I’ve actually never considered that possibility and now looking at the videos, it does look like a much more straight path to me. It’s really strange to me to think about this because historically speaking changing on upstrokes always felt easier to me. Even earlier in this year it felt more comfortable! I did show Teemu a video of me when I was 17 and he said it looked like I was more of an upward pick slant which does align more with favoring DSX and using a helper for USX (in my case I think I use forearm rotation to USX). (It’s pretty hard to tell from the angle but here’s the video if interested

I have a couple of videos for you to review. I’ve been focusing on keeping the pick a lot looser in my hand to avoid tension so there are varying degrees of attack in these clips. The first clip is just me attempting a couple of runs at 200 BPM going 4+4+1 (Slow mo and regular). A lot of takes I notice me missing the final upstroke before going to the next string change. I also see the introduction of swiping to compensate for these missed strokes.

Next video is me taking 3 NPS scale and breaking down the core beat to beat movements @ 200 BPM(1+3, 2+3, 1+3+1)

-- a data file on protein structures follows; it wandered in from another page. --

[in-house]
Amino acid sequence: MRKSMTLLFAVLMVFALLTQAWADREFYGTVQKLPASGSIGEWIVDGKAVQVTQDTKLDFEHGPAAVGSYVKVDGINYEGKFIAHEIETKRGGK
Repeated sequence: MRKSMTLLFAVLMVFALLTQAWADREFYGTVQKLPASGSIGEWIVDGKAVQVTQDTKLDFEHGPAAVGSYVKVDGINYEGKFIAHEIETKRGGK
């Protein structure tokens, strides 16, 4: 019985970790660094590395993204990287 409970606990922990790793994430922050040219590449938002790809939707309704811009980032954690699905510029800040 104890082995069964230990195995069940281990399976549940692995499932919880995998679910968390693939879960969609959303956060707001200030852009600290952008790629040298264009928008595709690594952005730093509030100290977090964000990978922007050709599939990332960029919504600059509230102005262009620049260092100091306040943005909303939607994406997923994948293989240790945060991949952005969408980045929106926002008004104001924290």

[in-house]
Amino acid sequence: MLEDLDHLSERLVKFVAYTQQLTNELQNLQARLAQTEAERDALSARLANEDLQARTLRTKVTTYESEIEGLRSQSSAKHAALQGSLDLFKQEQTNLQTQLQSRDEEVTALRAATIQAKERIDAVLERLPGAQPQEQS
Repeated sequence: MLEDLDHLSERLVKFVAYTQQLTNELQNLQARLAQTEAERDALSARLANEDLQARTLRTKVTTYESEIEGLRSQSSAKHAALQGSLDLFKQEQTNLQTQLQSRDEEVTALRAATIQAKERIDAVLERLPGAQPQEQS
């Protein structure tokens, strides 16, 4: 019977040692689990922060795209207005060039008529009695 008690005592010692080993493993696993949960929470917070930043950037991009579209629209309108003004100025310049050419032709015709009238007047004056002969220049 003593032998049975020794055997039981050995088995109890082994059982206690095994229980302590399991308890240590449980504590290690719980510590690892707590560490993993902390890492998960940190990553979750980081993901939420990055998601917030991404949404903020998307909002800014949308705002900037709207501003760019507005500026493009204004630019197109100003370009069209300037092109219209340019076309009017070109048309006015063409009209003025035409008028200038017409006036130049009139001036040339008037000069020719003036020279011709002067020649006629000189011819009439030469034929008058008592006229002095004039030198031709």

The 1+3+1 sequence gives me such immense trouble that I can’t even describe it. Getting that last 1 to accent the next beat is so difficult for me and leads to a lot of missed strokes. Very curious to get your diagnosis on all of this!

Once again, thank you so very much for the amount of effort you guys are putting in to help me!

Could it be that you are over-anticipating the string change, making you ‘reach out’ to the next string, when you don’t really need to? Kind like a tiny motocycle rev type motion that interferes with your efficient motion. I wonder if you tried the 4+4+1 in reverse (from D string down to low E), whether you it would mitigate that and maintain a straight line. Might be interesting…